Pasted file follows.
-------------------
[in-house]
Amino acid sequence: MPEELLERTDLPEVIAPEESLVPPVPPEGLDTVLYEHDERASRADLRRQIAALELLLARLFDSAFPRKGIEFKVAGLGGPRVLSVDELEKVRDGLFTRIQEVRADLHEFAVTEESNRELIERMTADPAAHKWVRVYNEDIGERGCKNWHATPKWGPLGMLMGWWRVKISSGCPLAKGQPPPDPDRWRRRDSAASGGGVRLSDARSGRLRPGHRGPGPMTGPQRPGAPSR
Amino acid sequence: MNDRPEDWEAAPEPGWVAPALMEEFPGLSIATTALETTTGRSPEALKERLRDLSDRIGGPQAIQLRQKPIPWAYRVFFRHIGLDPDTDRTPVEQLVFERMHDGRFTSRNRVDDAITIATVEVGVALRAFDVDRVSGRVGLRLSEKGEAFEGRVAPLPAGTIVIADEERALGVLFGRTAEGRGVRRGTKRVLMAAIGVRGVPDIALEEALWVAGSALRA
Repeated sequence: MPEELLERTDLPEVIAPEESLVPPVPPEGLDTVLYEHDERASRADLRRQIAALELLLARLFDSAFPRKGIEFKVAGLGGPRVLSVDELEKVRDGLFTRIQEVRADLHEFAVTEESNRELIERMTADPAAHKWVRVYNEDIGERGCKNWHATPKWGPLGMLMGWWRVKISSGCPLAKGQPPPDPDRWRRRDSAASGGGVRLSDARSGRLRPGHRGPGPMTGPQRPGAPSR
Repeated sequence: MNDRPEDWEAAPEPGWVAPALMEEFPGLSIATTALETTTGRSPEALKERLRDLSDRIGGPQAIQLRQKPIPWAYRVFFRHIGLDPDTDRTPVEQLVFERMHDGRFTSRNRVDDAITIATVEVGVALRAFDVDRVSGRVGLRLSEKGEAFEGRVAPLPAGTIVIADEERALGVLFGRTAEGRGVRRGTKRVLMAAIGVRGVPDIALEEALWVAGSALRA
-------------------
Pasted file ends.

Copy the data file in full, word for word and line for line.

[in-house]
Amino acid sequence: MPEELLERTDLPEVIAPEESLVPPVPPEGLDTVLYEHDERASRADLRRQIAALELLLARLFDSAFPRKGIEFKVAGLGGPRVLSVDELEKVRDGLFTRIQEVRADLHEFAVTEESNRELIERMTADPAAHKWVRVYNEDIGERGCKNWHATPKWGPLGMLMGWWRVKISSGCPLAKGQPPPDPDRWRRRDSAASGGGVRLSDARSGRLRPGHRGPGPMTGPQRPGAPSR
Amino acid sequence: MNDRPEDWEAAPEPGWVAPALMEEFPGLSIATTALETTTGRSPEALKERLRDLSDRIGGPQAIQLRQKPIPWAYRVFFRHIGLDPDTDRTPVEQLVFERMHDGRFTSRNRVDDAITIATVEVGVALRAFDVDRVSGRVGLRLSEKGEAFEGRVAPLPAGTIVIADEERALGVLFGRTAEGRGVRRGTKRVLMAAIGVRGVPDIALEEALWVAGSALRA
Repeated sequence: MPEELLERTDLPEVIAPEESLVPPVPPEGLDTVLYEHDERASRADLRRQIAALELLLARLFDSAFPRKGIEFKVAGLGGPRVLSVDELEKVRDGLFTRIQEVRADLHEFAVTEESNRELIERMTADPAAHKWVRVYNEDIGERGCKNWHATPKWGPLGMLMGWWRVKISSGCPLAKGQPPPDPDRWRRRDSAASGGGVRLSDARSGRLRPGHRGPGPMTGPQRPGAPSR
Repeated sequence: MNDRPEDWEAAPEPGWVAPALMEEFPGLSIATTALETTTGRSPEALKERLRDLSDRIGGPQAIQLRQKPIPWAYRVFFRHIGLDPDTDRTPVEQLVFERMHDGRFTSRNRVDDAITIATVEVGVALRAFDVDRVSGRVGLRLSEKGEAFEGRVAPLPAGTIVIADEERALGVLFGRTAEGRGVRRGTKRVLMAAIGVRGVPDIALEEALWVAGSALRA